peace to you

Two friends who have been a part of our prayer group this past year are moving away. So we sent them off with the blessing I usually use at the end of our communion time. I got it from a blessing offered to David in 1 Chronicles 12.18 ("Peace" here is the Hebrew word Shalom):

Peace, peace to you
And peace to those who help you
For your God helps you


Sent this to my mother yesterday for Mother's Day...



Heather spotted this little guy starting to explore on his own in the woods right behind our place.


a thomas

“We know that all things work together for good for those who love God”

Two weeks after Heather suffered a miscarriage, devastating us both, I wrote about something I had learned through the experience. About how God doesn’t promise to always provide ways to avoid such loss and suffering, but promises to provide what we need to continue to love and do good in the midst of such hard situations. During the two years since then, though, I’ve come to realize I need more of a promise than that.

Maybe it’s just that I find it hard to want to “love and do good” unless I see that’s what God is actually doing. And in moments of loss and pain, that’s hard to see. It may be a long time before we see the good that might come through experiences of suffering, so long that we stop even looking for it. I’ve encountered lots of skepticism from Christians about how much influence God even has over painful experiences and situations in our lives. And maybe I’ve thought at times that it’s “holier” to keep doing good regardless of whether God seems to be caring for us (and those we love) very well. But it seems I’m just not that holy. I need to see some evidence that God is in control and that he is doing good for us, that “all things work together for good for those who love God,” or I’m not going to be able to love and do good myself.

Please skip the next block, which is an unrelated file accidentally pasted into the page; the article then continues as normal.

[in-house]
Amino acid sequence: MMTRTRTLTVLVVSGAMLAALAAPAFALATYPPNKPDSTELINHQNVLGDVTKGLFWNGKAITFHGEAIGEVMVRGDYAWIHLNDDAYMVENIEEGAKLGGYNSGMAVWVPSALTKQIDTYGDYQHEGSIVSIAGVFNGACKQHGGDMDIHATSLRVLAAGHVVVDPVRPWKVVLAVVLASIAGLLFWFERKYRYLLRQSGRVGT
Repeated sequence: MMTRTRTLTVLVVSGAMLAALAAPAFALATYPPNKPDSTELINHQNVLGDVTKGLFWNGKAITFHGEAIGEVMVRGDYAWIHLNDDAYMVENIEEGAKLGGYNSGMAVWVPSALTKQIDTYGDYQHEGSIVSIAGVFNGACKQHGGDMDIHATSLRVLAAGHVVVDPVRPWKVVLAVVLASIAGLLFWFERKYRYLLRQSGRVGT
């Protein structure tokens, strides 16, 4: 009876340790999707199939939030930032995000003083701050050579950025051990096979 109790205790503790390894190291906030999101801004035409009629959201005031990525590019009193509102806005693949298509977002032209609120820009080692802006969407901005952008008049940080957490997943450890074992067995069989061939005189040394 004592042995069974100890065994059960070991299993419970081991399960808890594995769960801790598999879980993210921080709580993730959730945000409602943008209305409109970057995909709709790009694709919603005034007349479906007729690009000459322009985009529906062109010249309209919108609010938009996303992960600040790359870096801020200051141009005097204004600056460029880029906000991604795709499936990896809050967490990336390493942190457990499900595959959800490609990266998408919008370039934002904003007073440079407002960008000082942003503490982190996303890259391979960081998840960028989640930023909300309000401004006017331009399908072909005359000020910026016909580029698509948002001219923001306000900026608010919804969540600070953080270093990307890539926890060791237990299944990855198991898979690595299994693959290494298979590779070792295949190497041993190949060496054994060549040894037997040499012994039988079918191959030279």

Not that I have to see it immediately. I think I can hold out hope and believe for a while. But I have to see something before too long. It’s been a long two years, with lots of pain and fears and disappointments, but now that I’m starting to see and be convinced that this may have been a path to something good (even something “better”) I’m realizing how much I needed that.

Maybe that makes me a Thomas. I guess what I’d like to be is a “believing Thomas.” I want to have faith even when I don’t see it, but eventually I want to see it. I need to.

I’m grateful that Jesus came back to show himself to Thomas. I’m grateful he showed himself at all. It seems to me that the main message of Easter is that God let us see. That God showed us that the excruciating pain and “why have you forsaken me” darkness was not the conclusion, but part of the hard path to Easter morning, when Jesus was not just restored but glorified. That it was not just good but “better,” and not just for the rest of us, but for Jesus as well.